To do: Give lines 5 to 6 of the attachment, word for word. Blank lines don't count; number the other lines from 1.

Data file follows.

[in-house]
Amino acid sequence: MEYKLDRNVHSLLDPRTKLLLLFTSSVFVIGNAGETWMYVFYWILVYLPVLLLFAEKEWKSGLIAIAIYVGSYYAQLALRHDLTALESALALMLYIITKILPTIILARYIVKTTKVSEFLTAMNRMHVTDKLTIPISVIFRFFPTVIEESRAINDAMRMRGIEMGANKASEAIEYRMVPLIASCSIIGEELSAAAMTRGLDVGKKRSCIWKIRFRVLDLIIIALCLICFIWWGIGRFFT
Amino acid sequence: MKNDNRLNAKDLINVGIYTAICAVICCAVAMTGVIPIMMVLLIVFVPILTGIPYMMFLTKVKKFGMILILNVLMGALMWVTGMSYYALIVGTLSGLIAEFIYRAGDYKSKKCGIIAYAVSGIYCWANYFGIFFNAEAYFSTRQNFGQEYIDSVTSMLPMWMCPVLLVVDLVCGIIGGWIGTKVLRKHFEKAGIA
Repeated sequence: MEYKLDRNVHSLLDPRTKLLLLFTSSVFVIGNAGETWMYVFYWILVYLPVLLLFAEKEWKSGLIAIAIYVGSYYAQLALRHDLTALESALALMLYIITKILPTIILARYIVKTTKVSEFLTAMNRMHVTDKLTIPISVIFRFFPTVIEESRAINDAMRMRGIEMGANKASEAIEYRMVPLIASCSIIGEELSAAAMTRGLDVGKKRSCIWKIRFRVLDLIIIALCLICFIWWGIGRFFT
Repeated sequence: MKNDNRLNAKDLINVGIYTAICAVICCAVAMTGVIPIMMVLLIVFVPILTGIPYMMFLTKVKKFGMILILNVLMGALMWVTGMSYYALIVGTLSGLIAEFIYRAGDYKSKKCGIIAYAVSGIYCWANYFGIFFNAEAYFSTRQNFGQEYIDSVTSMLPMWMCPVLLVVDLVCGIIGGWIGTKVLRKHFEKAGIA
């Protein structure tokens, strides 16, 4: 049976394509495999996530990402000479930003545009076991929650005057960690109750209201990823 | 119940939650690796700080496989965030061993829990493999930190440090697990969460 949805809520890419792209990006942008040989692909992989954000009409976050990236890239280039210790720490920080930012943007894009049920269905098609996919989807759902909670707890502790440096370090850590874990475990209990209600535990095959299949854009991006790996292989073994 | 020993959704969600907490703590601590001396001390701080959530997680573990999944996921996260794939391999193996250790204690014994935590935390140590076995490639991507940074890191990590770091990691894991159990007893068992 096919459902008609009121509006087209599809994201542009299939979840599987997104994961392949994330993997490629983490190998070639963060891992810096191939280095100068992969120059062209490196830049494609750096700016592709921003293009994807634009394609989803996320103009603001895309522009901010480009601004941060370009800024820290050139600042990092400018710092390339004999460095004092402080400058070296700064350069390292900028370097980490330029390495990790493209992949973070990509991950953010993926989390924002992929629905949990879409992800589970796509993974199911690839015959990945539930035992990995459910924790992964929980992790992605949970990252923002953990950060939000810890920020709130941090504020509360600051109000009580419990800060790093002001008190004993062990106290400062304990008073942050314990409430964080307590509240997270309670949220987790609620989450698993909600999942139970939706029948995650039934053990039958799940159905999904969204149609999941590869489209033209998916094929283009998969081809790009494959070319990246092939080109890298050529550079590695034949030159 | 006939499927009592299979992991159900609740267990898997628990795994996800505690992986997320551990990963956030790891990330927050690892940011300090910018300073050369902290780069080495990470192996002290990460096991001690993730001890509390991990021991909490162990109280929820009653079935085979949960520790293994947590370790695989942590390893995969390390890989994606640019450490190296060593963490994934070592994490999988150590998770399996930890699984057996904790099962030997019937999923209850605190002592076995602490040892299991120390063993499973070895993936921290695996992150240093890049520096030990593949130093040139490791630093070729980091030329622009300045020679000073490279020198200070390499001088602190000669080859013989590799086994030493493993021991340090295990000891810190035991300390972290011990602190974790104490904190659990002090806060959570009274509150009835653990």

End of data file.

Repeated sequence: MKNDNRLNAKDLINVGIYTAICAVICCAVAMTGVIPIMMVLLIVFVPILTGIPYMMFLTKVKKFGMILILNVLMGALMWVTGMSYYALIVGTLSGLIAEFIYRAGDYKSKKCGIIAYAVSGIYCWANYFGIFFNAEAYFSTRQNFGQEYIDSVTSMLPMWMCPVLLVVDLVCGIIGGWIGTKVLRKHFEKAGIA
């Protein structure tokens, strides 16, 4: 049976394509495999996530990402000479930003545009076991929650005057960690109750209201990823 | 119940939650690796700080496989965030061993829990493999930190440090697990969460 949805809520890419792209990006942008040989692909992989954000009409976050990236890239280039210790720490920080930012943007894009049920269905098609996919989807759902909670707890502790440096370090850590874990475990209990209600535990095959299949854009991006790996292989073994 | 020993959704969600907490703590601590001396001390701080959530997680573990999944996921996260794939391999193996250790204690014994935590935390140590076995490639991507940074890191990590770091990691894991159990007893068992 096919459902008609009121509006087209599809994201542009299939979840599987997104994961392949994330993997490629983490190998070639963060891992810096191939280095100068992969120059062209490196830049494609750096700016592709921003293009994807634009394609989803996320103009603001895309522009901010480009601004941060370009800024820290050139600042990092400018710092390339004999460095004092402080400058070296700064350069390292900028370097980490330029390495990790493209992949973070990509991950953010993926989390924002992929629905949990879409992800589970796509993974199911690839015959990945539930035992990995459910924790992964929980992790992605949970990252923002953990950060939000810890920020709130941090504020509360600051109000009580419990800060790093002001008190004993062990106290400062304990008073942050314990409430964080307590509240997270309670949220987790609620989450698993909600999942139970939706029948995650039934053990039958799940159905999904969204149609999941590869489209033209998916094929283009998969081809790009494959070319990246092939080109890298050529550079590695034949030159 | 006939499927009592299979992991159900609740267990898997628990795994996800505690992986997320551990990963956030790891990330927050690892940011300090910018300073050369902290780069080495990470192996002290990460096991001690993730001890509390991990021991909490162990109280929820009653079935085979949960520790293994947590370790695989942590390893995969390390890989994606640019450490190296060593963490994934070592994490999988150590998770399996930890699984057996904790099962030997019937999923209850605190002592076995602490040892299991120390063993499973070895993936921290695996992150240093890049520096030990593949130093040139490791630093070729980091030329622009300045020679000073490279020198200070390499001088602190000669080859013989590799086994030493493993021991340090295990000891810190035991300390972290011990602190974790104490904190659990002090806060959570009274509150009835653990």